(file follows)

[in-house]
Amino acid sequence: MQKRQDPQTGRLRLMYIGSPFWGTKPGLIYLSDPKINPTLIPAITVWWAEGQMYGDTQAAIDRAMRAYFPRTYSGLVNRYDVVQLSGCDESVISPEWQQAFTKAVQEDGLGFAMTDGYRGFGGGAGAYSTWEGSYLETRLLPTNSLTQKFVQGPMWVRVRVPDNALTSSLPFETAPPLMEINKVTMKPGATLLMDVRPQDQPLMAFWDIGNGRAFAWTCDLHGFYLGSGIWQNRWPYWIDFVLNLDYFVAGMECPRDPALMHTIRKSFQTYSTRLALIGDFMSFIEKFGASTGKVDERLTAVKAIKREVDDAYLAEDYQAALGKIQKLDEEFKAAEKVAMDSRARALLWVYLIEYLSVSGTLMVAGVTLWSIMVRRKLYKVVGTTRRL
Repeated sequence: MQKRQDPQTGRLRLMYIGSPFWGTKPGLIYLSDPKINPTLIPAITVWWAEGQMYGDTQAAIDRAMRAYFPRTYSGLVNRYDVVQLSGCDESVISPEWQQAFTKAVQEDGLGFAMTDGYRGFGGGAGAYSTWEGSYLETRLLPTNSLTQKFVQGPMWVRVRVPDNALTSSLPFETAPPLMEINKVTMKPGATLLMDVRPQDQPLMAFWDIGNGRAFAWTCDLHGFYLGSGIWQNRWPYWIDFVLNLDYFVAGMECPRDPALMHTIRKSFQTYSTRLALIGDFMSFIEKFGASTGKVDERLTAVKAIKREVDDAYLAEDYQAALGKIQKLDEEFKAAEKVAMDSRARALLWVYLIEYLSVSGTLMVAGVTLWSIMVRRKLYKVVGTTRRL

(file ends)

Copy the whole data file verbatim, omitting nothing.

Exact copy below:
[in-house]
Amino acid sequence: MQKRQDPQTGRLRLMYIGSPFWGTKPGLIYLSDPKINPTLIPAITVWWAEGQMYGDTQAAIDRAMRAYFPRTYSGLVNRYDVVQLSGCDESVISPEWQQAFTKAVQEDGLGFAMTDGYRGFGGGAGAYSTWEGSYLETRLLPTNSLTQKFVQGPMWVRVRVPDNALTSSLPFETAPPLMEINKVTMKPGATLLMDVRPQDQPLMAFWDIGNGRAFAWTCDLHGFYLGSGIWQNRWPYWIDFVLNLDYFVAGMECPRDPALMHTIRKSFQTYSTRLALIGDFMSFIEKFGASTGKVDERLTAVKAIKREVDDAYLAEDYQAALGKIQKLDEEFKAAEKVAMDSRARALLWVYLIEYLSVSGTLMVAGVTLWSIMVRRKLYKVVGTTRRL
Repeated sequence: MQKRQDPQTGRLRLMYIGSPFWGTKPGLIYLSDPKINPTLIPAITVWWAEGQMYGDTQAAIDRAMRAYFPRTYSGLVNRYDVVQLSGCDESVISPEWQQAFTKAVQEDGLGFAMTDGYRGFGGGAGAYSTWEGSYLETRLLPTNSLTQKFVQGPMWVRVRVPDNALTSSLPFETAPPLMEINKVTMKPGATLLMDVRPQDQPLMAFWDIGNGRAFAWTCDLHGFYLGSGIWQNRWPYWIDFVLNLDYFVAGMECPRDPALMHTIRKSFQTYSTRLALIGDFMSFIEKFGASTGKVDERLTAVKAIKREVDDAYLAEDYQAALGKIQKLDEEFKAAEKVAMDSRARALLWVYLIEYLSVSGTLMVAGVTLWSIMVRRKLYKVVGTTRRL